Suspending suspensions

Out-of-school suspensions have typically been used as punishment for pupils who are truant (absent from school without parental consent) or chronically absent (missing 10% or more of school days). Given that the goal is to keep pupils in school and academically engaged, a few US states have banned this practice. A recent JESPAR article examined the effects of this ban on absence rates in Arkansas, which established a law in 2013 banning out-of-school suspensions. The state offered no training to schools, and each was left to make its own way with the policy change. Although out-of-school suspensions were banned, other punishments were allowed to continue, including in-school suspension, which takes a pupil out of the regular classroom for a time but allows them to continue their work elsewhere.

Using data from all Arkansas state schools, researchers compared the attendance of truant and non-truant pupils between 2012–13 (pre-policy) and 2013–14 (post-policy) to see if there were any dramatic changes in attendance for truant pupils that did not occur with non-truant pupils. Subjects were limited to grades 7–12 (Years 8–13), in which 96% of truancy occurs.

Researchers found that compliance with the law was low, particularly in disadvantaged schools, with only a third of all schools complying. Among schools that did comply, there was no evidence of change in student behaviour after the policy went into effect. Three key findings were:

  • Policy alone is not enough to change behaviour—implementation of a policy must be overseen and reinforced.
  • When policies change, schools must be evaluated regarding whether their resources are sufficient to enforce this change, or whether they need support or training in order to be able to comply.
  • High-level policy changes need to be followed by quantitative and qualitative evaluation to assess key outcomes and compliance.

In addition, researchers reflected that, perhaps because there was still other punishment, truancy continued. They stated that punishment does not address the root causes as to why pupils are truant, and that pupil outcomes might not change if schools simply replace out-of-school suspensions with other types of punishment.

Source: Discipline reform: The impact of a statewide ban on suspensions for truancy (January 2019), Journal of Education for Students Placed at Risk (JESPAR), Volume 24, Issue 1

Examining restorative practices in schools

A new research brief by Catherine Augustine and colleagues at the RAND Corporation examines findings from an evaluation of restorative practices as implemented in schools in Pennsylvania, USA. Restorative practices are described as inclusive and non-punitive ways to respond to conflict and build community, and these practices were implemented through the SaferSanerSchools Whole-School Change programme. Some key elements of the programme include:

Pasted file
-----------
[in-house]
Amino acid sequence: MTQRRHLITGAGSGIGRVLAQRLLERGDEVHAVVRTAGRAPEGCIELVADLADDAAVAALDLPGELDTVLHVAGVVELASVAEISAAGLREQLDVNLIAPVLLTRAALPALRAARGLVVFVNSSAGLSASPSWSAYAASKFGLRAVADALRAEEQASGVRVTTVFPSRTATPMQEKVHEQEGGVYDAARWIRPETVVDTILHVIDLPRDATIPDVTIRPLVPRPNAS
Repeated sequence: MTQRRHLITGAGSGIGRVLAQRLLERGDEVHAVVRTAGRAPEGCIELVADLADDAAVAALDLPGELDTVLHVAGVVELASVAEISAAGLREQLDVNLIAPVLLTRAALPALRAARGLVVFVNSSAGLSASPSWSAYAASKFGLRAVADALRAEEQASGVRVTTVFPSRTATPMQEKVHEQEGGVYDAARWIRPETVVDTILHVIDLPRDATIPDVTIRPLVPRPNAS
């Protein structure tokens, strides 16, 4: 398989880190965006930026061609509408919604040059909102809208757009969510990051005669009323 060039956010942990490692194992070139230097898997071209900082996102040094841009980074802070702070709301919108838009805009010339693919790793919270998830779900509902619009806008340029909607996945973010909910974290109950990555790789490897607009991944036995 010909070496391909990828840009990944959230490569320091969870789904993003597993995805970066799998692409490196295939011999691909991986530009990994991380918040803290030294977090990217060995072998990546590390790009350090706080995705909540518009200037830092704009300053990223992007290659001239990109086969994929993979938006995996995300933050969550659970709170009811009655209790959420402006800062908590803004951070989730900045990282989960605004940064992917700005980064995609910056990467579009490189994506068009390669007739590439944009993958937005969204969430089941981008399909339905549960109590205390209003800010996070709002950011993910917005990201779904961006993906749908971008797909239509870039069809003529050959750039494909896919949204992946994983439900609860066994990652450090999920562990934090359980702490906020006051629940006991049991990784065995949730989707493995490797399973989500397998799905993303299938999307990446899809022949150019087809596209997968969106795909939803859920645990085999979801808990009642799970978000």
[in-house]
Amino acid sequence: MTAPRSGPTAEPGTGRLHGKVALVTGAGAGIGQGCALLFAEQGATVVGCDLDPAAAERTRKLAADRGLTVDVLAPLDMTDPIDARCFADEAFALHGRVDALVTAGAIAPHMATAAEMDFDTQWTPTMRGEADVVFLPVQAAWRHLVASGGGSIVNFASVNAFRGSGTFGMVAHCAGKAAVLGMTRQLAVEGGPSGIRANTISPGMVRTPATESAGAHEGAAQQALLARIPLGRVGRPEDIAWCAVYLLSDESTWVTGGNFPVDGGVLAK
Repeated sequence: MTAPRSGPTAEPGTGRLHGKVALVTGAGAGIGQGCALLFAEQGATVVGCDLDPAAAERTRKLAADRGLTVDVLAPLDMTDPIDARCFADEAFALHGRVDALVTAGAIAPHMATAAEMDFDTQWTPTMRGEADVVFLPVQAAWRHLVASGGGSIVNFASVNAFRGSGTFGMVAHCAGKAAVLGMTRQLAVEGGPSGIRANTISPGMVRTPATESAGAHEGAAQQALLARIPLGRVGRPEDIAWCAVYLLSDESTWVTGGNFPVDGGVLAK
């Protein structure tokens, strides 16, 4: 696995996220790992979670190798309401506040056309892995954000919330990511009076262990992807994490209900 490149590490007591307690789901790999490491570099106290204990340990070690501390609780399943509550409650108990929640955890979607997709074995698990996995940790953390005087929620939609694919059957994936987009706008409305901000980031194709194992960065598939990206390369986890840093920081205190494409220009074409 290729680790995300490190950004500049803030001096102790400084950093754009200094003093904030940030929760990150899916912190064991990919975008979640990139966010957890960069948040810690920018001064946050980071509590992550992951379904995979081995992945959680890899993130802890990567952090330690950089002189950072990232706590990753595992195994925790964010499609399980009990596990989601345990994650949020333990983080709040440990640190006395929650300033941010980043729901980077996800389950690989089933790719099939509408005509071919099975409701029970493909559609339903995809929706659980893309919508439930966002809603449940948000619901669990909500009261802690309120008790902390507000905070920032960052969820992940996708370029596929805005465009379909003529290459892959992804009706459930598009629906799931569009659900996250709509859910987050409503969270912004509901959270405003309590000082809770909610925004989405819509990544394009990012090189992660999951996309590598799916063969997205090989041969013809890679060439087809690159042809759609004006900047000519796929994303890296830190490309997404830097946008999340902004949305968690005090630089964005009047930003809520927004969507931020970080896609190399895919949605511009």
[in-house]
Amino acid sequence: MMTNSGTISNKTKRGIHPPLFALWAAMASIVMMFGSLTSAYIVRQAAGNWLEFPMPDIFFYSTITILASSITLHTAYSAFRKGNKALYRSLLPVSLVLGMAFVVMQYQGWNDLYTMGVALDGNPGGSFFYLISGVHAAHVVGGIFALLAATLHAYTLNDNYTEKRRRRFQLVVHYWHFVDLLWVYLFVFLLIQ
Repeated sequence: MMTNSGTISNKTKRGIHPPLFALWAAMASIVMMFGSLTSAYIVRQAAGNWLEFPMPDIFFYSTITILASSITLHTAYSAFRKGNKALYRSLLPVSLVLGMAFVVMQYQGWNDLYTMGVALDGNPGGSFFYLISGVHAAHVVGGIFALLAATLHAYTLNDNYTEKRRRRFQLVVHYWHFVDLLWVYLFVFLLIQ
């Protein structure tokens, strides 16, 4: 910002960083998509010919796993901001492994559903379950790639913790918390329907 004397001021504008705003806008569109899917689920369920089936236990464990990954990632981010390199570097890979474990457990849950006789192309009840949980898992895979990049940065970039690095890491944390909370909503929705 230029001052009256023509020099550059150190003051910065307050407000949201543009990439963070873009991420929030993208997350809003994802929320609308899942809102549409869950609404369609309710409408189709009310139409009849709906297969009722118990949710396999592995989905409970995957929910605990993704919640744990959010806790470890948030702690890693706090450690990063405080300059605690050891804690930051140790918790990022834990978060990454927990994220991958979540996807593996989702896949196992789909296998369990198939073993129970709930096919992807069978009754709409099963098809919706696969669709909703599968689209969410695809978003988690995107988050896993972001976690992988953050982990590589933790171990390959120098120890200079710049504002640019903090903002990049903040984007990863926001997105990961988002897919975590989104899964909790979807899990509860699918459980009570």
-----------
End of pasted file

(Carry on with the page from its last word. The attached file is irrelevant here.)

• Affective statements: Personal expressions of feeling in response to specific positive or negative behaviours of others.
  • Small impromptu conferences: Questioning exercises that quickly resolve lower-level incidents involving two or more people.
  • Fair process: A set of transparent practices designed to create open lines of communication, assure people that their feelings and ideas have been taken into account, and foster a healthy community as a means of treating people respectfully throughout a decision-making process so that they perceive that process to be fair, regardless of the outcome.

The research team conducted a randomised controlled trial of restorative practices in 44 schools in Pittsburgh, Pennsylvania, between June 2015 and June 2017. Data included findings from observations, surveys, and interviews, and administrative.

Key findings of the study were as follows:

  • Restorative practices were successful in reducing pupil suspensions.
  • Restorative practices reduced suspension rates of elementary grade (primary school) pupils, African American pupils, pupils from low-income families, and female pupils more than for pupils not in these groups.
  • Restorative practices did not improve academic outcomes, nor did they reduce suspensions for middle school pupils or suspensions for violent offences.

Overall, the research team concludes that restorative practices are promising, particularly for elementary schools seeking to reduce suspension rates.

Source: Restorative practices help reduce student suspensions. (December 2018), RAND Corporation RB-10051-DOJ